I wanted to give a heads up that the next update for Paint.NET, version 4.0.22, will require that Windows 7 users have something called the “Platform Update” installed. Later versions of Windows, meaning 8.1 and 10, do not need this because they already have what it includes.

If you’re using Windows 7 then you probably already have this installed and I wouldn’t worry about it; Windows Update should have taken care of that a long, long time ago. KB2670838, as it’s called in some circles, is over 5 years old at this point Smile This will be more relevant to folks who are setting up new installations of Windows 7, and is especially important for sequencing of auto-install or deployment scripts, because the Paint.NET installer will not handle the installation of this dependency.

As usual, whenever I add a dependency on a newer OS or .NET or anything, I get people pulling their hair out and asking me “why?!” (okay maybe I’m exaggerating)

In this case, the Platform Update includes significantly updated versions of Direct2D, Direct3D, DirectWrite, Windows Imaging Component (WIC), Windows Advanced Rasterization Platform (WARP), and Windows Animation Manager. Paint.NET uses all of these, and especially the Direct2D v1.1 update brings a lot of new features that will be very beneficial.

One of the projects I’m working on is to use the GPU much more aggressively in Paint.NET. Right now the GPU is mostly just used to blit the canvas and draw decorations on top of it. I’d like to go further, starting with the use of Direct2D v1.1’s effect system for, well, effects.

I’ve got a prototype up and running that surfaces a few of Direct2D’s built-in effects as Paint.NET effects and the performance is very promising, even when using WARP (software rendering). It also appears to automatically work with SLI, although I still need to do some benchmarking to confirm any actual performance increase.

If this works out well then you can expect more use of the GPU throughout Paint.NET as updates trickle out over time.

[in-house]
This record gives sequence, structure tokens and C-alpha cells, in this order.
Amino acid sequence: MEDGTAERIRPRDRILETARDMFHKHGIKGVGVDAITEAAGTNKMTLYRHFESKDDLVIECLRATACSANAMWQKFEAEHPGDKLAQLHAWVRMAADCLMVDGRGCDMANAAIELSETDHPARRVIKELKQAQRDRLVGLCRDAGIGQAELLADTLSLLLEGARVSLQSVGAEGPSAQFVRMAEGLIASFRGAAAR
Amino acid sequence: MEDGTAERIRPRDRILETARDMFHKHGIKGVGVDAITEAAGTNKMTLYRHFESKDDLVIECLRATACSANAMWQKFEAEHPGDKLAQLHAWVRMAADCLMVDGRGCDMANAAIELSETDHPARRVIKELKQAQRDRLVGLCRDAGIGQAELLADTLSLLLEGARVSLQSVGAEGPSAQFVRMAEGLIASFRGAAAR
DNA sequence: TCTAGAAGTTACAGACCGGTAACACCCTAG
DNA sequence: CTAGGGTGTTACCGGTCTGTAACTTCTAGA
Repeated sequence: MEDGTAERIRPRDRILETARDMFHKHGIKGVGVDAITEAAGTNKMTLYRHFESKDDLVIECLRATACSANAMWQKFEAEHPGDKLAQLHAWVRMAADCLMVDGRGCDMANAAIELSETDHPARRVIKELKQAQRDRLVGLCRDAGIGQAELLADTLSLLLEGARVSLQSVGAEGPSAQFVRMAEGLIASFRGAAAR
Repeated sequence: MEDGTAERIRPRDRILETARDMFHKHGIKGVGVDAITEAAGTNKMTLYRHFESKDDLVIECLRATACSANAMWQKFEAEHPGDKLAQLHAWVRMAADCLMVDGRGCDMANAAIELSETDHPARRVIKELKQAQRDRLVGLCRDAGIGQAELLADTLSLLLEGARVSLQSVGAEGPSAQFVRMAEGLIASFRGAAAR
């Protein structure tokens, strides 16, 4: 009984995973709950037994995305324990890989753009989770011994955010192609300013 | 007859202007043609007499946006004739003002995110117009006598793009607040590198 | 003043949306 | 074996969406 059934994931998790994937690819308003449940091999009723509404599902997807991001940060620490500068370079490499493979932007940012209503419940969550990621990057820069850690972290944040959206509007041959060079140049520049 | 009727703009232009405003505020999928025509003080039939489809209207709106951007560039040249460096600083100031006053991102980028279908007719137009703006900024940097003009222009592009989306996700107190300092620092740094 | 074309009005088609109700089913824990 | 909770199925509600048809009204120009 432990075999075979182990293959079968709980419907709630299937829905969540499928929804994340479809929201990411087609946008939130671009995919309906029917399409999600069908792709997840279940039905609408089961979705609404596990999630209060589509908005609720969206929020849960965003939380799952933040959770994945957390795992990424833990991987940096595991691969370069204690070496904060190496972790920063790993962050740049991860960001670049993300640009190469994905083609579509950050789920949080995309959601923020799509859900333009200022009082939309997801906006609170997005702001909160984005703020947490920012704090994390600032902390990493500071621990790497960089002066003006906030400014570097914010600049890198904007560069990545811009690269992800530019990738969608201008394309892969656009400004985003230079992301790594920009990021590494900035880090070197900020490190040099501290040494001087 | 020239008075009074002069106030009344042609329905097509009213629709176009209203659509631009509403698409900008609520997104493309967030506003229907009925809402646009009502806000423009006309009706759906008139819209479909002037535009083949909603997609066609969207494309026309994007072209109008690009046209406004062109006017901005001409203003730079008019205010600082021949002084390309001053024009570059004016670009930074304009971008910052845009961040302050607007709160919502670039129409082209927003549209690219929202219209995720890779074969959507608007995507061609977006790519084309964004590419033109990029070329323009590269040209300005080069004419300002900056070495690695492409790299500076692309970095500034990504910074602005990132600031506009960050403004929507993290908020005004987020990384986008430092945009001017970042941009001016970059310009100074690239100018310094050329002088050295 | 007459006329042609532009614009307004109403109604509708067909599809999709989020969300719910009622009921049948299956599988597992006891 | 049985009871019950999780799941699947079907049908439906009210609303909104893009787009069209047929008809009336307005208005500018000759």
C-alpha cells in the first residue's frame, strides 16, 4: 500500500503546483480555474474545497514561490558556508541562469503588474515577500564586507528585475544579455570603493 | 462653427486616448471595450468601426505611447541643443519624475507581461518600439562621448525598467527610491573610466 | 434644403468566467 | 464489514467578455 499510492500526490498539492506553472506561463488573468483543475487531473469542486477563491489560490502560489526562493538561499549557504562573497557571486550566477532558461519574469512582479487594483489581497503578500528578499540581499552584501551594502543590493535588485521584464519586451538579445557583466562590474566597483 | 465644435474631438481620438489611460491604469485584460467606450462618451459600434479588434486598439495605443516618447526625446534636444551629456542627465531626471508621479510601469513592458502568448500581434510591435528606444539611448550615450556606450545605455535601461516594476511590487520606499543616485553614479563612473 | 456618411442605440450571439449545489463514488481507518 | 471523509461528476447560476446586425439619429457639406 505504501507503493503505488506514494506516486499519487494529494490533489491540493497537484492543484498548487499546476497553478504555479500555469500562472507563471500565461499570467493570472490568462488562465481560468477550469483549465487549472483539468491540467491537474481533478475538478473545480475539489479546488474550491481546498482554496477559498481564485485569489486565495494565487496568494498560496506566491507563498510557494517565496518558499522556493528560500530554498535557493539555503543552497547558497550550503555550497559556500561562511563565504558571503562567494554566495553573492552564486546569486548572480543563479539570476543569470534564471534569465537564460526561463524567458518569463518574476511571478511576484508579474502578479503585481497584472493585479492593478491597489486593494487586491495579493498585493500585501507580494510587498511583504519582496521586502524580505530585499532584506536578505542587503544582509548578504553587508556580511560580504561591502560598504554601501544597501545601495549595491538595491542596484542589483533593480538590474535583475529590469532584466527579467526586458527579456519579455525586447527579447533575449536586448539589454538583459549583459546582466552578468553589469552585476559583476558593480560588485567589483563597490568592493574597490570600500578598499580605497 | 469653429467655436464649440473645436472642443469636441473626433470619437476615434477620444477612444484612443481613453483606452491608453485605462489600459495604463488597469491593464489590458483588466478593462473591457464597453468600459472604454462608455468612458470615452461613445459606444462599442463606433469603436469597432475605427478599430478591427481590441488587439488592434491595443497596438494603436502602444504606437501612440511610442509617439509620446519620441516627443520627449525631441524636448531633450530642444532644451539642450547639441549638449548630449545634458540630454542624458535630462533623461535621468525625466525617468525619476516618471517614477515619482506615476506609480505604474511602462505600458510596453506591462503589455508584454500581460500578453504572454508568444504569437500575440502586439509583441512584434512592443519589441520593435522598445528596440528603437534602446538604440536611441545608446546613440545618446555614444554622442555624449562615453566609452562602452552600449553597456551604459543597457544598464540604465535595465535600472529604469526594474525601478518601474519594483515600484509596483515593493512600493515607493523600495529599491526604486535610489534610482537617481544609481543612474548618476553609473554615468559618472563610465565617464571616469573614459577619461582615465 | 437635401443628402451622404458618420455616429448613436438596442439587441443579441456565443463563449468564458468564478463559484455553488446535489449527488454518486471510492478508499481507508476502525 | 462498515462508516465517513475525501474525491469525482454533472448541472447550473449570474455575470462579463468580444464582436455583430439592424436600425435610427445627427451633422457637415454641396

If you don’t want to go through Windows Update, or if you’re preparing auto-install or deployment stuff, then here’s where to download it: https://www.microsoft.com/download/details.aspx?id=36805

More information about the Platform Update for Windows 7 can be found here: https://support.microsoft.com/help/2670838/platform-update-for-windows-7-sp1-and-windows-server-2008-r2-sp1

P.S. I just realized it’s April 1st … this it not an April fool’s joke Smile

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This update fixes one major bug in Edit -> Paste that was introduced in 4.0.20.

If you’re using the Windows Store release, you should get the update automatically within the next few days.

For the Classic release, you can use the built-in updater by going to ⚙ Settings → Updates → Check Now. You can also download it directly from the website.

Change log:

  • Fixed a bug where a pasted image would be clipped after choosing "Keep canvas size"

Enjoy!

This update adds a new Dark Theme, significantly improves High DPI support, adds Explorer thumbnails for TGA and DDS image types, and also includes a whole lot of small improvements and bug fixes.

If you’re using the Windows Store release, you should get the update automatically within the next day or so.

For the Classic release, you can use the built-in updater by going to ⚙ Settings → Updates → Check Now. You can also download it directly from the website.

Changes:

Enjoy!

I’ve released a beta of 4.0.20, build 6560, on the forum: https://forums.getpaint.net/topic/112124-paintnet-4020-beta-build-6560/

There’s plenty more commentary and discussion there, so I’ll just keep this blog post brief instead of repeating it Smile

It’s been about 2 months since 4.0.19 was released, and I wanted to share what I’ve been working on for the upcoming 4.0.20 release.

First, there is the usual bag of bug fixes and minor improvements. I’ve also focused on fixing up a whole lot of lingering issues for high-DPI, especially at 200%+ scaling which is becoming more and more important. I’ve got my own laptop with a 4K screen now, so this is much easier for me to hack on.